12 thoughts on “For Goldman Sachs, It’s the Crime AND the Coverup

  1. Dennis Lang says:

    “Sounds like we will make some serious money.” Goldman executive Donald Mullen. The profit motive seemed to be working well. Makes you sick.

    1. PM says:


      i liked the presentation you pointed me to–it was clear and interesting.

      the article I referenced above makes the point that the question of whether or not the investors were “sophisticated” or not, and could have/should have understood the risk involved is completely and totally irrelevant to this charge, as a matter of the law.

      The entire question, framed as it is in the complaint in a civil case, hinges solely on Goldman’s actions alone–it is a question of fraud–ie., did Goldman lie?

      the author makes the point that the case is very artfully constructed so that the classic defense–sophisticated investors should know the risks already–is totally unavailable to Goldman. Further, the case really does not hinge upon a conflict of interest–it is simply and completely a question of fraud. The author also makes the point that the actual complaint itself largely proves the fraud charge, because they already have the internal Goldman documents that conclusively show Goldman saying things that they (Goldman) know to be untrue (because they acknowledge this in other documents).

      If this author is correct, Goldman is in real trouble. The author thinks that the SEC has an extremely strong case, and that what they are really looking for is an opportunity to “turn” the Goldman guy at the center of this to get even more info on Goldman and the industry.

      Could be interesting. (at least this level of activity by the SEC suggests that they are looking at things besides porn nowadays)

      1. Mike Kennedy says:


        I read the article you posted. It’s very interesting and I don’t dispute anything he or you said. However, it clearly seems there are serious questions about Goldman lying or committing fraud.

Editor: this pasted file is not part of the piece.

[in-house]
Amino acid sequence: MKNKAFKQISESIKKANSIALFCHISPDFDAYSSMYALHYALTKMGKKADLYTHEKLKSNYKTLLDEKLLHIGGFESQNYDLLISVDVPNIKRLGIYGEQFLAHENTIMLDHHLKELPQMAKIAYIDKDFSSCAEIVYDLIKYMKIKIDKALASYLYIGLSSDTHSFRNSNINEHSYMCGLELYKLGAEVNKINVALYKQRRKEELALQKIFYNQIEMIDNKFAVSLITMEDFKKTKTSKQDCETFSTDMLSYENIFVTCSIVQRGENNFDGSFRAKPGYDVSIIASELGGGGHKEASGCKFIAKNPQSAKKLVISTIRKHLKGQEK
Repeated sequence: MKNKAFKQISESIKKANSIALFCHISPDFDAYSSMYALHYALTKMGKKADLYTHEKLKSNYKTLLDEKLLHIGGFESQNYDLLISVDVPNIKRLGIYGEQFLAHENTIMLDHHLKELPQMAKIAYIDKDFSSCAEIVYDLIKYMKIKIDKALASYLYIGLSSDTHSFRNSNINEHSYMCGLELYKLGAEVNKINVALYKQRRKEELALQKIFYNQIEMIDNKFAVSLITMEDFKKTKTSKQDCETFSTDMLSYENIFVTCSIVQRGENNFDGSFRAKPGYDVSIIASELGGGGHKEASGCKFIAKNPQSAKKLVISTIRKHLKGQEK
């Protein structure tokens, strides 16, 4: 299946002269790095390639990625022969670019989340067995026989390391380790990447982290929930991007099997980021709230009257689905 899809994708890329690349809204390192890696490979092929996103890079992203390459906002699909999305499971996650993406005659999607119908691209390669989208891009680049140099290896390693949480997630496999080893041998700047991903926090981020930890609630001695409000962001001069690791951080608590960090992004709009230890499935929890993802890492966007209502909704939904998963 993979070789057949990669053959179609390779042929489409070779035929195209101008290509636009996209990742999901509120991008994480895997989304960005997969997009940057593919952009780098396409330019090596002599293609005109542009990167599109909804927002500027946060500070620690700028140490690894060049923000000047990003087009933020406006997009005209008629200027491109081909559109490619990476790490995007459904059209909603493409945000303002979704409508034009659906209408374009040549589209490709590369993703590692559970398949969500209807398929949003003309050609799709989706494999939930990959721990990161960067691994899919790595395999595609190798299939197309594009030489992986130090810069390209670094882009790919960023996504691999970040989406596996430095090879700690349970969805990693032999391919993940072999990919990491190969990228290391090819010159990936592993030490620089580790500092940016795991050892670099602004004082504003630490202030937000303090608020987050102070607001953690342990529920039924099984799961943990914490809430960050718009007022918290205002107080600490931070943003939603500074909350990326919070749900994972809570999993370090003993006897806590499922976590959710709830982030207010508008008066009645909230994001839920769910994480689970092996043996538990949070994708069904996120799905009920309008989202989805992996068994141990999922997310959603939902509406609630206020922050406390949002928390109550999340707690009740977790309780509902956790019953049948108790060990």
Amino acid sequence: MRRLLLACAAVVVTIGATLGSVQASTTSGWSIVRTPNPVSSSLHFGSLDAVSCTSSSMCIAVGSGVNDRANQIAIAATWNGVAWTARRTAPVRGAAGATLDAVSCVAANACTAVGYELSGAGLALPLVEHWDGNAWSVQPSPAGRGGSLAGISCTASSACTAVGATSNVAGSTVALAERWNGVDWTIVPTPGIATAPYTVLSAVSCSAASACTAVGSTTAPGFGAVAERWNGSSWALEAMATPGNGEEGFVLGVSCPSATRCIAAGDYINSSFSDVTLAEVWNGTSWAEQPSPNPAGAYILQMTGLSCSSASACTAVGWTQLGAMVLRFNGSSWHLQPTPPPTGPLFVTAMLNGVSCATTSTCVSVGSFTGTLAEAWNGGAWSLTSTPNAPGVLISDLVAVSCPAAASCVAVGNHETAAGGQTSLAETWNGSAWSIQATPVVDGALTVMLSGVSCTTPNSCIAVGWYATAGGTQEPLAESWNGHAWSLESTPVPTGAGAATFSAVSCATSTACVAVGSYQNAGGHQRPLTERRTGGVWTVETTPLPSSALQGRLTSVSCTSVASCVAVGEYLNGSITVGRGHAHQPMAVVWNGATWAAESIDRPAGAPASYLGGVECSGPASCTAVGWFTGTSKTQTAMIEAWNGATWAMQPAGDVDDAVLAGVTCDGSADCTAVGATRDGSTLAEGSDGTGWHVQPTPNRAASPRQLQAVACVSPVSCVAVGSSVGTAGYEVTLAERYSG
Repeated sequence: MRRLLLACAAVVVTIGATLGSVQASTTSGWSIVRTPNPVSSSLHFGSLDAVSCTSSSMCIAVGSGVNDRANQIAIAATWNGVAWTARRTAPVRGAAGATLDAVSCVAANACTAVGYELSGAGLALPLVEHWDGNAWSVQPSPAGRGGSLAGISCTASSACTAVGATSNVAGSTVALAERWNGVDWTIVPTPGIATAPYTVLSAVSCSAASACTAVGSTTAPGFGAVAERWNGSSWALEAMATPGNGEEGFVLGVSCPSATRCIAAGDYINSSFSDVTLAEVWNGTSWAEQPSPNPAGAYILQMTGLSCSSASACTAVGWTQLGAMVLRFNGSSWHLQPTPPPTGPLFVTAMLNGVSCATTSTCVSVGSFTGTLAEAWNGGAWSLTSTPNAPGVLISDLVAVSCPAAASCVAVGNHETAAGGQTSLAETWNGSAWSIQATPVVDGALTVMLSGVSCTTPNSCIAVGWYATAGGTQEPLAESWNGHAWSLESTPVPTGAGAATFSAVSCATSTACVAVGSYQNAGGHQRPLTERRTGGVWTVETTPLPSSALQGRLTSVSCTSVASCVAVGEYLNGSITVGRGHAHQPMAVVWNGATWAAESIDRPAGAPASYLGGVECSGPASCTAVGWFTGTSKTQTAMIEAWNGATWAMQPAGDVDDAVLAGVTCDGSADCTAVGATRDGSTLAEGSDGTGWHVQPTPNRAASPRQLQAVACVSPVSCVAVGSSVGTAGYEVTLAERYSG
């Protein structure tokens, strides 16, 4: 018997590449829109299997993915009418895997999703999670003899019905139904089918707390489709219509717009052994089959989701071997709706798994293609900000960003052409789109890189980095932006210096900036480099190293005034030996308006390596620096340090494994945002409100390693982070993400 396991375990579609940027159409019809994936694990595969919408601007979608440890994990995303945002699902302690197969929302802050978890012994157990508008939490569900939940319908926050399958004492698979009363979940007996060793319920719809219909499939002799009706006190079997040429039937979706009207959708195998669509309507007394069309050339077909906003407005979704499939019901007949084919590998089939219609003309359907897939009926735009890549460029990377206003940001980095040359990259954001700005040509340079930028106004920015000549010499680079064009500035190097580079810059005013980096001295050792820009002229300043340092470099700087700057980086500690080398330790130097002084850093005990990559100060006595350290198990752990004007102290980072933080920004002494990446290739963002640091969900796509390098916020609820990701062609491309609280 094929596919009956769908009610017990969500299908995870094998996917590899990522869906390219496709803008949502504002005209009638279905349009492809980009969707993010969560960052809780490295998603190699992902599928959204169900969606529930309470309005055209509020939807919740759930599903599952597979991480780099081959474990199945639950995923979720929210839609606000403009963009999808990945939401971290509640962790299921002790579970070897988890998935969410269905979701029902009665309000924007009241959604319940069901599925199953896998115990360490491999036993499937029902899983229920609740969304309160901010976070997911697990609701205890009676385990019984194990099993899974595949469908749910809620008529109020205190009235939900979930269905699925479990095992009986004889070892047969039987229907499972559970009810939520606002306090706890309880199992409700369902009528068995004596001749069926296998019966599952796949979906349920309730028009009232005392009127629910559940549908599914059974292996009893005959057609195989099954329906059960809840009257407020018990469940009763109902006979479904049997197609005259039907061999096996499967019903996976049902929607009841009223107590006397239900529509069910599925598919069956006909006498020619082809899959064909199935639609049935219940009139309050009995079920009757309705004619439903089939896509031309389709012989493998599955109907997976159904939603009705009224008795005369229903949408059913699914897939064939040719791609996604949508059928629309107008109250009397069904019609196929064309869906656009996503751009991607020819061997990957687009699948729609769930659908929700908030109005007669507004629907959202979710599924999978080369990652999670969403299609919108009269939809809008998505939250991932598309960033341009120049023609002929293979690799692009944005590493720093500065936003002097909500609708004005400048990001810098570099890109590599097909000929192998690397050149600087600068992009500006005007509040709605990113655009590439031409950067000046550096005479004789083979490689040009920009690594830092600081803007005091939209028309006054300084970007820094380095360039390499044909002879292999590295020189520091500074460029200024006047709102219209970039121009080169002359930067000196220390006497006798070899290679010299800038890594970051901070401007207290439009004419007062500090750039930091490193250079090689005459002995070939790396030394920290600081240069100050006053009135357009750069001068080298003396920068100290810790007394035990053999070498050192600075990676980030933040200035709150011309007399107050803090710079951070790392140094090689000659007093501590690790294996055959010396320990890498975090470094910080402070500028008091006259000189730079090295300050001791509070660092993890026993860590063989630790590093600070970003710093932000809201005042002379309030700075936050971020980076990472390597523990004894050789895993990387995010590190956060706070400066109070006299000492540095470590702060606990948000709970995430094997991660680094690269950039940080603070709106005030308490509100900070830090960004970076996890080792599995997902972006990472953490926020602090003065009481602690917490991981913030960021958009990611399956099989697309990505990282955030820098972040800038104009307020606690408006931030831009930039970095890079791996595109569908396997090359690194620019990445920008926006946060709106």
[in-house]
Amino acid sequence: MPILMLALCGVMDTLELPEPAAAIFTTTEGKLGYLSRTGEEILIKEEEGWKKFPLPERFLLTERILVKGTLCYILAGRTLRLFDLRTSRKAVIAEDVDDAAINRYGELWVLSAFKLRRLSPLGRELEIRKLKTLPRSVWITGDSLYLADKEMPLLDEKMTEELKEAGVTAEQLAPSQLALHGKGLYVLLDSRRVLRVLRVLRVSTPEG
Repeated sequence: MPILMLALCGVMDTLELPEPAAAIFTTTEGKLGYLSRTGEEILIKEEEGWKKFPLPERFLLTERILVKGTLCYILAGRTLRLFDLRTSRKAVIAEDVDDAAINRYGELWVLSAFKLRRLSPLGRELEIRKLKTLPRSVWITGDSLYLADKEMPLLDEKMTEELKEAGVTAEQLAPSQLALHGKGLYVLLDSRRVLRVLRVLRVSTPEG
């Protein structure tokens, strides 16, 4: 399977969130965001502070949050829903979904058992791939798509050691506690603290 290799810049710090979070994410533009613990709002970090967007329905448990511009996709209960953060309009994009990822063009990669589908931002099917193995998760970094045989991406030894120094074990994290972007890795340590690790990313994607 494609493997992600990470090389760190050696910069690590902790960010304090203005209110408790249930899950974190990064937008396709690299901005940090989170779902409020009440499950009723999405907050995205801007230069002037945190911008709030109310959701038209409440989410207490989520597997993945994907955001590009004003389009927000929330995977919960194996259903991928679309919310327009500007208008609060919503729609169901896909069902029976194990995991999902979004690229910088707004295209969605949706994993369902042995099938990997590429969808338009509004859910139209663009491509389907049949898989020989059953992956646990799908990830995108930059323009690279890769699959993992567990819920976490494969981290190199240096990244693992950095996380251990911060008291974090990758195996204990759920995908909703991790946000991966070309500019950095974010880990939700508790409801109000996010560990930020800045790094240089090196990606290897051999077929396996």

What lawyers call “errors of omissions” are not crimes, even if they can be proven. Goldman does not have any responsibility to alert people on one side of a trade that someone else is taking another side and who that person or organization is.

        This is an interesting take from The Economist.


        The case and outcome will be interesting.

  2. Mike Kennedy says:

    Good analysis and some very interesting stuff. A friend of mine read the book “This Time It’s Different” (a sarcastic rejoinder to the common belief) and liked it but said it is so dry and heavy that’ it’s hard to get through.

    Regulation is ALWAYS necessary, but it’s the amount of regulation and who is doing the regulating that are the sticking points.

    It’s much like cooking. Too much of anything can spoil the entire dish, as can not enough. The trick is to get it just right. We are still trying to do that.

    On another note, anyone see the History Channel’s first installment of “America. The Story Of Us” last night? It is the first two hours in a 12 hour series. I enjoyed it very much.

    I knew I would like it when Tom Shales of the Washington Post said he disliked it.

    1. PM says:

      I want to clarify one thing–it is almost impossible to use too much garlic when cooking. And chocolate–never too much.

      (but, of course, maybe not together….)

  3. Mike Kennedy says:

    Absolutely. I haven’t worked downtown Minneapolis in 15 years, but I fondly remember the garlic smell of the Palomino wafting through a three block radius of Hennepin and 8th.

    It made me salivate like a dog, as does dark chocolate and a perfect steak. All these thoughts and I just finished dinner.

    1. Good one, Bruce. the level of willful ignorance involved in the entire collapse, not just the AIG – Goldman, Sachs end — is fascinating to me. Since we really are talking some very smart people in every office related to cooking these “products”, deals and oversight, not to mention the watchdog journalists who quite clearly knew as little about the mushrooming derivatives market as Alan Greenspan (or avoided annoying their editors and sources by writing “WTF?” stories about the explosive growth of said “products”).

      i see no reason NOT to take a “guilty until proven innocent” approach toward everyone involved. None of these kids were toothless convenience store clerks blindly hoping to win the lottery. Until proven otherwise I’m assuming they knew damn well what they were doing, and that, at best (and according their in-house counsel) it was a millimeter this side of the “legal line”.

      1. “Innocent until proven guilty” holds as the standard of American justice for accused terrorists, rapists, murders, etc. — but not for accused financial pillagers? It’s these folks who warrant tossing that aside?

  4. Mike Kennedy says:

    Best article I’ve read yet trying to explain the market for financial instruments, the role investment banks serve and the total and complete rush to demagogue an issue by politicians.


    I, for one, still find it laughable that Goldman apparently “defrauded” itself by taking a long position on this investment, resulting in a $90 million loss. Can they file a complaint with the SEC against themselves?

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